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'The truth does not exist'
"Is that really true?
'Then your proposition is also not true and truth exists anyway.'
'Okay, I THINK That truth does not exist
'Sounds reasonable! Then let's use reason and thought as a starting point to examine the reasonableness of (objective) truth.'
There is the well-known Indian story of the 6 blind men who feel an elephant at a fixed point and each has to describe what they think an elephant looks like. One stands by the trunk and thinks of a snake-like creature, another by a leg and thinks of a column. The next by an ear and thinks of pieces of cardboard. So on and so forth.
Some believe that this is an illustration of different truths (relativism; to each his own). But they are, of course, merely different perspectives on one truth. And the truth is quite present; after all, that elephant is standing there. It is rather the limitation of the individual that it is not (h)recognized as a whole. However, all perspectives together already give a better picture. The real question, then, seems to me 'is (objective) truth knowable'.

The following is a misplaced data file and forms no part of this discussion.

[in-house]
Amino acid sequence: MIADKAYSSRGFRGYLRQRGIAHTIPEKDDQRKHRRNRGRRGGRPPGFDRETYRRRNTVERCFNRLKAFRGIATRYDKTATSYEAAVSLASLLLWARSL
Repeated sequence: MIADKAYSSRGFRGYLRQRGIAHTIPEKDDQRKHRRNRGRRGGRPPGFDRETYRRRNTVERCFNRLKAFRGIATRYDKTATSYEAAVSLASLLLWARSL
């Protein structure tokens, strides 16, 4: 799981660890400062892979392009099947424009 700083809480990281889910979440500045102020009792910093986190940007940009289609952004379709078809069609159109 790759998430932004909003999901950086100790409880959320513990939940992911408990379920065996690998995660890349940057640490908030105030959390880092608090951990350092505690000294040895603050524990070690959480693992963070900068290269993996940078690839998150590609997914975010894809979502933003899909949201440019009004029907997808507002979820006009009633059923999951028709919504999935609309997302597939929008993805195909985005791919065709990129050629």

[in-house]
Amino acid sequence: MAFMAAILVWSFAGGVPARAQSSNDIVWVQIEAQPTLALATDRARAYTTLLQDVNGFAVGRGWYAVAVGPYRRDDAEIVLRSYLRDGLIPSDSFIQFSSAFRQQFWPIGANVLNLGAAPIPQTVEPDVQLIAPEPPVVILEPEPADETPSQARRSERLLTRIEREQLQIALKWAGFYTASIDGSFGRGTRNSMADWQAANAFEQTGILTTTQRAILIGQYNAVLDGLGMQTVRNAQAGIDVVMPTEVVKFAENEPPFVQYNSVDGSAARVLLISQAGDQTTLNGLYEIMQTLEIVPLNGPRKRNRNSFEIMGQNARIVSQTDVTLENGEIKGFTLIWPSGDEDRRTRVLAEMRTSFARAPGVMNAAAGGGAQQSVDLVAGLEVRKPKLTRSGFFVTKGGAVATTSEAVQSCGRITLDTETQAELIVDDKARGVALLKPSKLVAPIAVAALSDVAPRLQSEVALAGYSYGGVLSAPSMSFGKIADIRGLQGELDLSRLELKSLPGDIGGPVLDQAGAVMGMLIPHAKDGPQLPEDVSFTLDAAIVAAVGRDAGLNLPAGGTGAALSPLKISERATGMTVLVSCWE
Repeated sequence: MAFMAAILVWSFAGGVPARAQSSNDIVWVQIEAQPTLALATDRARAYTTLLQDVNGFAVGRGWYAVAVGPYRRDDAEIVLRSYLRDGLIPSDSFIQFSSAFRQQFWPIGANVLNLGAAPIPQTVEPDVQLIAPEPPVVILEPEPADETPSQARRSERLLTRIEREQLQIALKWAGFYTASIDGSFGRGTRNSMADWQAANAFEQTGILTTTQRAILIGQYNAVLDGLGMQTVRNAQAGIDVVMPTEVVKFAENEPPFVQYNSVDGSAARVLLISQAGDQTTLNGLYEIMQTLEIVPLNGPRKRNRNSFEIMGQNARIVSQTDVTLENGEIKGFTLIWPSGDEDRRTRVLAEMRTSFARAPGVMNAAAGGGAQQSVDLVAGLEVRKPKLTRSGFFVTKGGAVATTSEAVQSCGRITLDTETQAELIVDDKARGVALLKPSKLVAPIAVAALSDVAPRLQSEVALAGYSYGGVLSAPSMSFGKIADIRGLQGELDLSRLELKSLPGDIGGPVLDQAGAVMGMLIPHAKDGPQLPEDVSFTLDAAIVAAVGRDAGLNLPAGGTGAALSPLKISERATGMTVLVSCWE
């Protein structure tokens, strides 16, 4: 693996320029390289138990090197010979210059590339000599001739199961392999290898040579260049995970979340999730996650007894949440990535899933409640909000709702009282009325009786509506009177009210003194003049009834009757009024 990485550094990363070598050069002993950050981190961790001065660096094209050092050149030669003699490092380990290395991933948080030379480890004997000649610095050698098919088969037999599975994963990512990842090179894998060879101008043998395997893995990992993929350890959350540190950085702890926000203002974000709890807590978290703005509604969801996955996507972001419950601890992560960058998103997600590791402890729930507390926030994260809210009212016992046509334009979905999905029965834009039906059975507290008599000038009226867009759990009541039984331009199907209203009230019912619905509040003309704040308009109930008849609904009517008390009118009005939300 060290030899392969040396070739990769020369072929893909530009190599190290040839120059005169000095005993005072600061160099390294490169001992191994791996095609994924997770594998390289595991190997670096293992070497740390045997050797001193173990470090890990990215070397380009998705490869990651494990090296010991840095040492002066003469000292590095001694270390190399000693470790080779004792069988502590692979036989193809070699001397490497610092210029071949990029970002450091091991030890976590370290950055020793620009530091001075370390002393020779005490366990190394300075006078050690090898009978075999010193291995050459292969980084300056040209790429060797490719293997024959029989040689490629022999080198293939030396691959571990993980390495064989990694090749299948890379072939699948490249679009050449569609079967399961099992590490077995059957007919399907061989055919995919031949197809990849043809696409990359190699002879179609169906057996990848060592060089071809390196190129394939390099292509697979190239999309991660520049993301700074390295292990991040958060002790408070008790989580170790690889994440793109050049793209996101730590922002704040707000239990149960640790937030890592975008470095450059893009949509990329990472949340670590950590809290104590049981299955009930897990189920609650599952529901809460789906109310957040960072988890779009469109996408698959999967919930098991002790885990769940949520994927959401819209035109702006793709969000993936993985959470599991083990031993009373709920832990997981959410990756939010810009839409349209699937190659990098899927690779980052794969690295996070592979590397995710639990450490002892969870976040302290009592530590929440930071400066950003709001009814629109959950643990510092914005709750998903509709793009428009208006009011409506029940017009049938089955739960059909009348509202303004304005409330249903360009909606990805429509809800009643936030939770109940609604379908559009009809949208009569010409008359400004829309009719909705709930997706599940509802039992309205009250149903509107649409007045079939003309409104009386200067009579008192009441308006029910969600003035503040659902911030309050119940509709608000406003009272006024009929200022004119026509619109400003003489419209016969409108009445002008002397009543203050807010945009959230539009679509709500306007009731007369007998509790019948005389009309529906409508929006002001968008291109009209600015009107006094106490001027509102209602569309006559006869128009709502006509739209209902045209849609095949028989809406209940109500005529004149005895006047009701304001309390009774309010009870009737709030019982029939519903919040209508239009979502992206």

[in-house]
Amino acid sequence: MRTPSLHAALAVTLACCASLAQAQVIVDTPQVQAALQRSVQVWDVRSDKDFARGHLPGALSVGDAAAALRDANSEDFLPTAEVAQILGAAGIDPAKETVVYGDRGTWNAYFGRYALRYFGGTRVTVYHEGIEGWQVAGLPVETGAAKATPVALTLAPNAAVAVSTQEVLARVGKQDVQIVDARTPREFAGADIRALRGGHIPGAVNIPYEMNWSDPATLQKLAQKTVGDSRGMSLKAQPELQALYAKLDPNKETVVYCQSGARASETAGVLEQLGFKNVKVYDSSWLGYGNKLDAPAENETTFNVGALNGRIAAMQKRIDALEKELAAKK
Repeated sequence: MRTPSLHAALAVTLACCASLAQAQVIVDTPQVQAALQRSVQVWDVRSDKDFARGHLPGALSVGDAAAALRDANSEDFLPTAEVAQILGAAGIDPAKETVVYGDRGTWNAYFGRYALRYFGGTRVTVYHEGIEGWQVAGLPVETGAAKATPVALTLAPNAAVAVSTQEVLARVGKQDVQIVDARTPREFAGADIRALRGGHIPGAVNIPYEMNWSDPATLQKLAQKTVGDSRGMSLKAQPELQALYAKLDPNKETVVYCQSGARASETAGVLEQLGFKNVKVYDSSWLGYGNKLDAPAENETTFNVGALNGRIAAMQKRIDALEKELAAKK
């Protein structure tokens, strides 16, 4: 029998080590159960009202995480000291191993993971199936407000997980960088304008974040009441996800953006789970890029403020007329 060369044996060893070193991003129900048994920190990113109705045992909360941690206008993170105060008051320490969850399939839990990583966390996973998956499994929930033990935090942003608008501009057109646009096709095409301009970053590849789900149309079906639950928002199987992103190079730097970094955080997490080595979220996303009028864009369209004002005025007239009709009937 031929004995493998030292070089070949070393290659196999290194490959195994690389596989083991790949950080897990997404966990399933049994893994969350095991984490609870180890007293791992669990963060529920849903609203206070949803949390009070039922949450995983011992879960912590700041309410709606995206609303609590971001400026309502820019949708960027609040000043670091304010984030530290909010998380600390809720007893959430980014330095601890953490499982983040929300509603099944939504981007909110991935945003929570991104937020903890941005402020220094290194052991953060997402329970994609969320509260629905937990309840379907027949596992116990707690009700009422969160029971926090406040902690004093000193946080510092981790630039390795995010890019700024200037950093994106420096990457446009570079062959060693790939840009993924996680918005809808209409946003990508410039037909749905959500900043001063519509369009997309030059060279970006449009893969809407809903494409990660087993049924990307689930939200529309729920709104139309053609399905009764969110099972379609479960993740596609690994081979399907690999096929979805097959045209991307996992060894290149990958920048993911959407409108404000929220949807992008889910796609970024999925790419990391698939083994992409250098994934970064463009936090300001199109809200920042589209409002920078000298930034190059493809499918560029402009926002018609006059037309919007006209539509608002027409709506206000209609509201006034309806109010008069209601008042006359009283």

Truth is knowable in part through our rationality. You can also know truth intuitively or in other ways. That is legitimate, but when we start thinking about it or discussing it, we also need some rational arguments.
You cannot think about yourself, the world or any subject without realizing that there is logic behind it. We think our thinking leads somewhere. We think arguments can be valid or invalid. Why? From a purely atheistic-evolutionist point of view, this is not so. After all, there is no architecture of truth; it is not conceived or framed. Indeed, our thinking comes from chaos and randomness. Our thinking itself from that idea is randomness and could fool us without us realizing it. Yet few hold this view. We believe that our thinking is valid. This seems to me to be a first step to the knowability of truth.